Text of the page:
Will LED under-cabinet luminaires be cost effective?

Table 6 provides a calculation of the total cost of ownership of the under-cabinet luminaires using the following assumptions:

  • Duration of installation = 10 years
  • Cost of electricity = $0.1136/kWh (U.S. DOE)
  • Time of operation = 3 hours/day
  • LED luminaire life > 11,000 hours
  • Fluorescent lamp life = 7,500 hours
  • Xenon lamp life = 8,000 hours
  • Fluorescent lamp replacement cost = $4.80
  • Xenon lamp replacement cost = $3.60
  • Installation time for lamps that come with a plug (the LED and xenon models) = 0.5 hour
  • Installation time for lamps that come with a wire lead (the fluorescent models) = 1.0 hour
  • Installation labor rate = $56/ hour

For the purposes of this economic analysis, the lifetime of the LED luminaires was assumed to be 11,000 hours or greater, meaning that the initial luminaire would last for at least 10 years. (Testing the actual lifetime of the under-cabinet luminaires was beyond the scope of this project.) The lamp life and lamp replacement cost of the fluorescent and xenon models and the installation labor rate are the values used in ASSIST recommends Volume 2, Issue 1: A Homeowner's Guide to Residential Under-cabinet Lighting: Getting Good Lighting for Your Kitchen Counters. The installation times are estimates based on NLPIP’s experience installing these models for testing. These calculations use a simple cost analysis and do not include adjustments for the time value of money or inflation.

Table 6. Under-cabinet luminaire cost of ownership over 10 years.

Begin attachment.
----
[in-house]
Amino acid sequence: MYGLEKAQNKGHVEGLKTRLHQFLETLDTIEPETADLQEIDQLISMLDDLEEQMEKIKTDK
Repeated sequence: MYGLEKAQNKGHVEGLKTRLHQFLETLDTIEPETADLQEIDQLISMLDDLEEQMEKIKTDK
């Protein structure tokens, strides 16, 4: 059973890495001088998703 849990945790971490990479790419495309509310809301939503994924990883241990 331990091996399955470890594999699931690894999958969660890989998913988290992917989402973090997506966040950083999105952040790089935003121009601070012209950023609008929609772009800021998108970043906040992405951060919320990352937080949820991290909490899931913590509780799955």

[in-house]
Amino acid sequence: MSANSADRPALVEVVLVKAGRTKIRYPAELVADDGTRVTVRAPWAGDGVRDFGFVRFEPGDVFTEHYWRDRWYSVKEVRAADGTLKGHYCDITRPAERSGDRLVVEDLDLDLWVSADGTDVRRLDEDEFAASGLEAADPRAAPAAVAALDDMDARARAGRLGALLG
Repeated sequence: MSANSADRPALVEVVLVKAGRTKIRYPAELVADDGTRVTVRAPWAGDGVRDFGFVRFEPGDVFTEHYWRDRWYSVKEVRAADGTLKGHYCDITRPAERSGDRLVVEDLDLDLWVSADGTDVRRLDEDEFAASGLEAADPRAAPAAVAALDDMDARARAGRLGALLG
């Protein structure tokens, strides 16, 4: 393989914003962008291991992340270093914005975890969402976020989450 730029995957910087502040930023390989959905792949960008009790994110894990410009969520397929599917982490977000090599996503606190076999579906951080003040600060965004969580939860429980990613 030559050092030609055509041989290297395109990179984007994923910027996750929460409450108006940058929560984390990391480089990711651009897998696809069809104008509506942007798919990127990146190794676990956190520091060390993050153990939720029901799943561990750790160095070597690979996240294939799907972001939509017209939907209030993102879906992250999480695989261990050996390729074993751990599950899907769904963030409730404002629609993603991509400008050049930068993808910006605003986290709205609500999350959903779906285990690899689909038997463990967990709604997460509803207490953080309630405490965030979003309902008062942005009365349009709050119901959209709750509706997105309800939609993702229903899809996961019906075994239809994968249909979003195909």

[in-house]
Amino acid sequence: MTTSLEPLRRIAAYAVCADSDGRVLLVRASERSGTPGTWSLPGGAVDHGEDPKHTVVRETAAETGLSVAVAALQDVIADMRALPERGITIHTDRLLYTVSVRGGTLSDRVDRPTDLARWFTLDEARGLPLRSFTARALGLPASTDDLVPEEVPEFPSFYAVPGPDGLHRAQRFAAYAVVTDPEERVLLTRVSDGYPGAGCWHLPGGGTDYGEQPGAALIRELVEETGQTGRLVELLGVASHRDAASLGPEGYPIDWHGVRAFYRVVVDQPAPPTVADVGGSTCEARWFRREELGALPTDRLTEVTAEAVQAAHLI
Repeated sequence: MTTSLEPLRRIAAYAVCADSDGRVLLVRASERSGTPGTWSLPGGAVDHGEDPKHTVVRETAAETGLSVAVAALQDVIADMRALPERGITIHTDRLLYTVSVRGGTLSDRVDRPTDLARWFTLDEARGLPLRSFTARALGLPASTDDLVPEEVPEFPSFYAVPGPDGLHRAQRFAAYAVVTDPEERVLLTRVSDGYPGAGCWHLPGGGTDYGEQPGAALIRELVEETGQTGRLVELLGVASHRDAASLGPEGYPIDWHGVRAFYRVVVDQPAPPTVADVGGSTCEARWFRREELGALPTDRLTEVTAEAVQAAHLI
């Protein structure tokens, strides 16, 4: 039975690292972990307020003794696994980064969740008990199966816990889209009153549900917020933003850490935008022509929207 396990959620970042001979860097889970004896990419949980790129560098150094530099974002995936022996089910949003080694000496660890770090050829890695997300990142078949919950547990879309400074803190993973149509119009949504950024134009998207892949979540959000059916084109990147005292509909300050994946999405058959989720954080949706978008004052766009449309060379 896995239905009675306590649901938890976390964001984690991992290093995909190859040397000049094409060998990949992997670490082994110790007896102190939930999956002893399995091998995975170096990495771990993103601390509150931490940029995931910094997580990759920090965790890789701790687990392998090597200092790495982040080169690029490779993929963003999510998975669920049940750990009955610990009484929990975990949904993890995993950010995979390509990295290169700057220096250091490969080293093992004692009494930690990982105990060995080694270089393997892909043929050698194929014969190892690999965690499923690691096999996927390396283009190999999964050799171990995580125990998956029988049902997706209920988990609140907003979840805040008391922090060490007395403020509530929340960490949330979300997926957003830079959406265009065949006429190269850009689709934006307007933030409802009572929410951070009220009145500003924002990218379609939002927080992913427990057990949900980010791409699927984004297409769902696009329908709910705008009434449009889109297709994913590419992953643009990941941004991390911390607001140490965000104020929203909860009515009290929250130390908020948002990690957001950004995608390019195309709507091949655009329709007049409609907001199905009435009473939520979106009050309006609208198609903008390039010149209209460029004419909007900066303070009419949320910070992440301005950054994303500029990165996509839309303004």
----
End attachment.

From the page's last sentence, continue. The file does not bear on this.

Light source Brand Model Initial price ($) Initial installation labor cost ($) Cost of electricity ($) Lamp replacement cost ($) Total cost of ownership ($)
LED GE 10408 55 28 7 0 90
GE 10409 65 28 8 0 101
Utilitech 283278 59 28 9 0 96
Utilitech 283520 25 28 1 0 54
Fluorescent GE 10113 26 56 15 5 102
Utilitech 069486 17 56 19 5 96
Xenon (incandescent) GE 10136 47 28 58 4 136
Utilitech 283542 35 28 77 4 143

The cost of ownership results are plotted in Figure 3 along with each luminaire’s light output. The lower the cost of ownership, the better.

Figure 3. Cost of ownership over 10 years vs. light output
of under-cabinet luminaires.


Cost of ownership vs. light output

The luminaire with the lowest cost of ownership, the Utilitech 283520, provides less illumination than that recommended by McGuiness and Boyce (1984). The fluorescent luminaires have approximately the same cost of ownership as the other LED luminaires. However, the fluorescent models provide more light.

If the LED luminaires were to fail sooner than the assumed 11,000 hours of life, requiring that the entire luminaire be replaced, then their costs of ownership would be significantly higher than the fluorescent models and would approach those of the xenon models, which have high costs of ownership due to greater electricity use.

Previous
Previous
© 2010 Rensselaer Polytechnic Institute. All rights reserved. Next Next


Rensselaer Polytechnic Institute
LRC Intranet Web mail Lighting Research Center